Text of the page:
Measured by the Housing Affordability Index, the affordability of homes has been steadily eroding since early 2021. Factors affecting affordability include home prices, mortgage rates, and household incomes. With historic inflation outpacing income growth, home buyers in the U.S. have been unable to keep up with rising prices and mortgage rates.
When the Fed increases interest rates to combat inflation, mortgage rates are similarly affected. The average 30-year mortgage rate rose to a high of 7.24%, the highest since 2001. This is a significant difference to the lows reached in 2021 when the average 30-year mortgage fell to 2.65% mortgages, the lowest in U.S. history. This creates a less affordable environment for home buyers and harms potential buyers’ abilities to acquire property.
First-time buyers are forced to either buy a home knowing they may not be able to afford it or continue renting until affordability rises. For those who already own a home, remaining in their current house instead of buying a new one has been increasing in popularity as well.
New mortgage rules are attempting to make homes more accessible to homebuyers with low credit scores by lowering the fees for low-credit buyers while, in some cases, raising the fees for high-credit buyers. This new fee restructuring revolves around what Fannie Mae calls “loan level price adjustment costs” and what Freddie Mac refers to as “credit fees.”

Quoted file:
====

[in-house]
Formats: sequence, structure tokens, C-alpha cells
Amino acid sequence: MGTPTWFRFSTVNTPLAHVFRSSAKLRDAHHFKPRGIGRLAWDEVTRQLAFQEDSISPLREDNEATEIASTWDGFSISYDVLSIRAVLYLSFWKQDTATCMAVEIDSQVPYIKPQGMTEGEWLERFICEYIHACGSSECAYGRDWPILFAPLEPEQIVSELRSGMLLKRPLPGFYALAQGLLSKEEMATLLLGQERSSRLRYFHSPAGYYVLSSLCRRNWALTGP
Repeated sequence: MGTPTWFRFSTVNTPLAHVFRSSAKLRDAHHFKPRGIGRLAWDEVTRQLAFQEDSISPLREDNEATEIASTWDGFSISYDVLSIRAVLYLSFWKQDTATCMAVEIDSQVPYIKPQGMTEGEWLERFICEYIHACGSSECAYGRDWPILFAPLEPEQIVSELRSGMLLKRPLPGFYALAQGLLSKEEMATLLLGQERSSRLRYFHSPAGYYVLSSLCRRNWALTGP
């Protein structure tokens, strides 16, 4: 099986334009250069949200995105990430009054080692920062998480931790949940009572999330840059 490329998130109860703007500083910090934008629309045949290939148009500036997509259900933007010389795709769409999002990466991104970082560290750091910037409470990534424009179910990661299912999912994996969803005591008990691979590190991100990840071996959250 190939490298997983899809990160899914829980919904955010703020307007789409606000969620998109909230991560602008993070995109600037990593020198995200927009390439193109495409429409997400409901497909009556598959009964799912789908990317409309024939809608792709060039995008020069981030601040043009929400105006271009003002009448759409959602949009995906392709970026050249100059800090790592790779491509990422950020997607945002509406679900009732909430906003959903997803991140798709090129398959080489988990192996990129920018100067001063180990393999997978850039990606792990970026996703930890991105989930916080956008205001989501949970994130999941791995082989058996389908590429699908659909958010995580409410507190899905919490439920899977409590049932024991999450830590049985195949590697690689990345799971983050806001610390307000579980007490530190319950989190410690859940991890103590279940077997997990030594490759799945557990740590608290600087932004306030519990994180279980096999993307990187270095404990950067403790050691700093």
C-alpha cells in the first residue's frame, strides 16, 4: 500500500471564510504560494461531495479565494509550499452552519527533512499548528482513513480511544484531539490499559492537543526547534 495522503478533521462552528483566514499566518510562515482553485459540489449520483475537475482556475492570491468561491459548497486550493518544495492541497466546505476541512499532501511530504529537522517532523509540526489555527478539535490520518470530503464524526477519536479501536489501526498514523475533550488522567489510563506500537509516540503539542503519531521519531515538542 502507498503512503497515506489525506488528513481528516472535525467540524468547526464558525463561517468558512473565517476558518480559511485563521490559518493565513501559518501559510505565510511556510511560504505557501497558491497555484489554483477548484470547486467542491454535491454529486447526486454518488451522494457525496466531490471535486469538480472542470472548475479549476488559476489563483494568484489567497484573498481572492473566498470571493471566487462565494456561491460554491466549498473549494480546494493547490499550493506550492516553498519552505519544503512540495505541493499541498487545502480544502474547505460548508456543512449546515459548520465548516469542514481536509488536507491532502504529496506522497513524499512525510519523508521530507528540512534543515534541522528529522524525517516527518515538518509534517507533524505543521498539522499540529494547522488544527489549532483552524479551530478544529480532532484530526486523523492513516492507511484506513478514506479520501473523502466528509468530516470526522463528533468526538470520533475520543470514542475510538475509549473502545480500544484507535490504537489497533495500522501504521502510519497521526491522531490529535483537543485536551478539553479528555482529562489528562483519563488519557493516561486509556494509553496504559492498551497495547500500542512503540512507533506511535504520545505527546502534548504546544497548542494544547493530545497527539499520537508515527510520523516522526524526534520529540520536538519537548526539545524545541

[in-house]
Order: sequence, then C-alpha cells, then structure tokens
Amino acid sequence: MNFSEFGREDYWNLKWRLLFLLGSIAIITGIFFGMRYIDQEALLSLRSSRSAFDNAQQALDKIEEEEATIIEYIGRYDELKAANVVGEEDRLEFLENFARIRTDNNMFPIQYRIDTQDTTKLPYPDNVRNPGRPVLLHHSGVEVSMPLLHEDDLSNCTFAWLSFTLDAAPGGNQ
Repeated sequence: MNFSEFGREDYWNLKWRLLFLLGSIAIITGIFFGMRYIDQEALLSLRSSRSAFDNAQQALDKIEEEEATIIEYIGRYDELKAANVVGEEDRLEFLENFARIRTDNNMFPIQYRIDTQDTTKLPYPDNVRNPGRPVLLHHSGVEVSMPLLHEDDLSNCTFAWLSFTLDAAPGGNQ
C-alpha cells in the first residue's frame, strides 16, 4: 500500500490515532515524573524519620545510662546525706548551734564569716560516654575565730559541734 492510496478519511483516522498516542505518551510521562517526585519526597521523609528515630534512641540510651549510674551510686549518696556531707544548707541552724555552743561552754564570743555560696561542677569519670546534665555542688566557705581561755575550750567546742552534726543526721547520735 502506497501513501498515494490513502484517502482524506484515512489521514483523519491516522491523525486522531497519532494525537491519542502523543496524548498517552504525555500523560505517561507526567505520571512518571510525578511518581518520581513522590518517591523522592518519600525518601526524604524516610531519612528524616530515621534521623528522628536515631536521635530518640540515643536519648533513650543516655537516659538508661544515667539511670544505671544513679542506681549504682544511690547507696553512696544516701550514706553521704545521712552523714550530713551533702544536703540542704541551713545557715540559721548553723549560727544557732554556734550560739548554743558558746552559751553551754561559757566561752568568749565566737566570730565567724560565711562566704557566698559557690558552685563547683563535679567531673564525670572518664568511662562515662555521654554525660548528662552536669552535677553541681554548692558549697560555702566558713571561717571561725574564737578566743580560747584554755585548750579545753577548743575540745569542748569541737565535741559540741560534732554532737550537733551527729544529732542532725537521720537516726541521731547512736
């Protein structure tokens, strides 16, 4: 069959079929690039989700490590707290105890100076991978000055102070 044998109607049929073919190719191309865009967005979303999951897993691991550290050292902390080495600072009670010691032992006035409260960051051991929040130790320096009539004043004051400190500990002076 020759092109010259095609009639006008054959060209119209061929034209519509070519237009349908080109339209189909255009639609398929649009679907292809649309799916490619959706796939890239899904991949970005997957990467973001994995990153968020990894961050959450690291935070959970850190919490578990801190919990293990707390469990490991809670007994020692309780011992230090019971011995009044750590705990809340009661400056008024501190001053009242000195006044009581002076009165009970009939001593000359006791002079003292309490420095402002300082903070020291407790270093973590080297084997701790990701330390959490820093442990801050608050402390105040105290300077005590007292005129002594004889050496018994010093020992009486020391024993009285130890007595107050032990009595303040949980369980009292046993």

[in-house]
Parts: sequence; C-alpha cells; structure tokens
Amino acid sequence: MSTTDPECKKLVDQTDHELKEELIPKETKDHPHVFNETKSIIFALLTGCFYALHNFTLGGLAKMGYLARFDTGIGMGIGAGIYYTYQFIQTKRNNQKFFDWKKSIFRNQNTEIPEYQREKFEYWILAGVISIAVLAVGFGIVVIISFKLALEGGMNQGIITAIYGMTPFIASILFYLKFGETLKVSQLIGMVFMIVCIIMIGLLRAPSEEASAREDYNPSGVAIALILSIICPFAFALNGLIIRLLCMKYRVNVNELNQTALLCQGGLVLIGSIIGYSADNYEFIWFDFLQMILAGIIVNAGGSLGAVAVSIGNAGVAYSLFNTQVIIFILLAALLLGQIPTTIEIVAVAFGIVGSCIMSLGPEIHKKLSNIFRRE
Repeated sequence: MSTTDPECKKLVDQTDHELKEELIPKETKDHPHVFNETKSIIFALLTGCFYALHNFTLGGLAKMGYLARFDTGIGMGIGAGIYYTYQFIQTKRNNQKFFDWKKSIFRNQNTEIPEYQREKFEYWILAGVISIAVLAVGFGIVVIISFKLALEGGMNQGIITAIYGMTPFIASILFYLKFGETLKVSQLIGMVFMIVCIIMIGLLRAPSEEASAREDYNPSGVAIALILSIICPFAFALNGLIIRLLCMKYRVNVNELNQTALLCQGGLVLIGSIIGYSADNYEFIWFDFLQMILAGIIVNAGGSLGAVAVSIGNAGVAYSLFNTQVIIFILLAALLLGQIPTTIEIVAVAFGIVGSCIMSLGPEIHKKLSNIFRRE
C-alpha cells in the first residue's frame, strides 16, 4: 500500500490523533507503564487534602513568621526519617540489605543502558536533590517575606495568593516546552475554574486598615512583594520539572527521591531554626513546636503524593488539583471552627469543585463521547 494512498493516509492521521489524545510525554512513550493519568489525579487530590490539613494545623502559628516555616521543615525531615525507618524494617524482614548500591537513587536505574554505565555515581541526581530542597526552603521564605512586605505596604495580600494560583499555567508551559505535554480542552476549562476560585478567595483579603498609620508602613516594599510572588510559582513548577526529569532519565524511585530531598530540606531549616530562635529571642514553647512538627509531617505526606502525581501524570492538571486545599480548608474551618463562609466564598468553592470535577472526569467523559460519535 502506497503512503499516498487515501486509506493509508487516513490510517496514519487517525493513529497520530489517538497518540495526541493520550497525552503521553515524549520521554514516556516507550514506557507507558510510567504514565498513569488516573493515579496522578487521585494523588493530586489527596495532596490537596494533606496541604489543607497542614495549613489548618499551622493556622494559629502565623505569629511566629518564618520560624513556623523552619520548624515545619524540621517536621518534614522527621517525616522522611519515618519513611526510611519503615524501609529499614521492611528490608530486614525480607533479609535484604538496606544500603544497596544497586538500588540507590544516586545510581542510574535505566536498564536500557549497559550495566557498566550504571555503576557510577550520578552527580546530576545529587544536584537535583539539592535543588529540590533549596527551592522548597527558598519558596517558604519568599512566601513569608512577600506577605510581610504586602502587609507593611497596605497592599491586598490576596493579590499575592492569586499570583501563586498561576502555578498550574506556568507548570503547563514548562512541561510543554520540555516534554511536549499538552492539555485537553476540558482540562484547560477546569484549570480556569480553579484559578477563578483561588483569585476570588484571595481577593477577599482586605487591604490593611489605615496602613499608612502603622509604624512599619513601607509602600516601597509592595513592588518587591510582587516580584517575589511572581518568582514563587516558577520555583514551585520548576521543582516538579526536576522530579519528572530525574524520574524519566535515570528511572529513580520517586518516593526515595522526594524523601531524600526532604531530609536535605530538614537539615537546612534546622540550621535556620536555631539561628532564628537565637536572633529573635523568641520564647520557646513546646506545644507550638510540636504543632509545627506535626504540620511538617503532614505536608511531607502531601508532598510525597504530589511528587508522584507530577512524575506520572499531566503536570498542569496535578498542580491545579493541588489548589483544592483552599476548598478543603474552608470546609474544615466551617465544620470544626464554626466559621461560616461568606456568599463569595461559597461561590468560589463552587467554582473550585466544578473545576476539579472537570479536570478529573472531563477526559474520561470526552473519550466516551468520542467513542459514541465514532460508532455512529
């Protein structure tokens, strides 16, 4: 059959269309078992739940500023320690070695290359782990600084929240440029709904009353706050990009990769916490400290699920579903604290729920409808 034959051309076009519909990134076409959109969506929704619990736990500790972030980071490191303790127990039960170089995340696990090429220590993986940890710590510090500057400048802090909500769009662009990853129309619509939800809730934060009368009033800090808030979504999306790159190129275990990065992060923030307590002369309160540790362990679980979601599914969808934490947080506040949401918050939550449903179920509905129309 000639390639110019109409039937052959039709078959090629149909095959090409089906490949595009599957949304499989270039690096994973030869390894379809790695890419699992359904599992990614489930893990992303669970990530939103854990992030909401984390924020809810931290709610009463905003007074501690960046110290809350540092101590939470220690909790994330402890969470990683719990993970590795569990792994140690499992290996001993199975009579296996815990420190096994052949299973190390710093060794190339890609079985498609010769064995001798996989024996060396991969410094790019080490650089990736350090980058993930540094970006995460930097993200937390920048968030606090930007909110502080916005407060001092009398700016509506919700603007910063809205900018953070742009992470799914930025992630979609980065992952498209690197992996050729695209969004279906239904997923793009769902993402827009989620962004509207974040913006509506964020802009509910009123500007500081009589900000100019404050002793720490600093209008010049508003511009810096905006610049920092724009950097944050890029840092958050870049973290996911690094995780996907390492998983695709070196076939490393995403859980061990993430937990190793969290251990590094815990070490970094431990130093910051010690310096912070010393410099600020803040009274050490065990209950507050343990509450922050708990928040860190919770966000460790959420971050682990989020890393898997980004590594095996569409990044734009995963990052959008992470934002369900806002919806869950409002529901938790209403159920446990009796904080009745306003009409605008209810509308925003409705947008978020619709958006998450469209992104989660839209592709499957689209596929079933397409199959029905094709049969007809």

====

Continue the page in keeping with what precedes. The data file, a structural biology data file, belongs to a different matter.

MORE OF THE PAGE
Having become effective on May 1, these two agencies increased their risk-based fees, which are intended to protect the agencies from borrowers deemed as more likely to default on their payments. However, in an attempt to make homes more affordable for individuals without large savings, their adjustments instead lowered fees for purchasers with smaller down payments. On a conventional mortgage, borrowers who now put down payments between 5% and 25%, which are considered larger down payments, will pay more in fees than those who put down less than 5% of the home’s value. Thus, the higher fees are impacting those who are considered less risky.
While purchasers with high credit scores will still be charged lower fees than purchasers with low credit scores, the disparity between fees will be reduced. This is intended to offset the risks of supporting purchasers with riskier credit, whom Fannie Mae claims may not have large savings or help from family or friends like their peers with higher credit scores.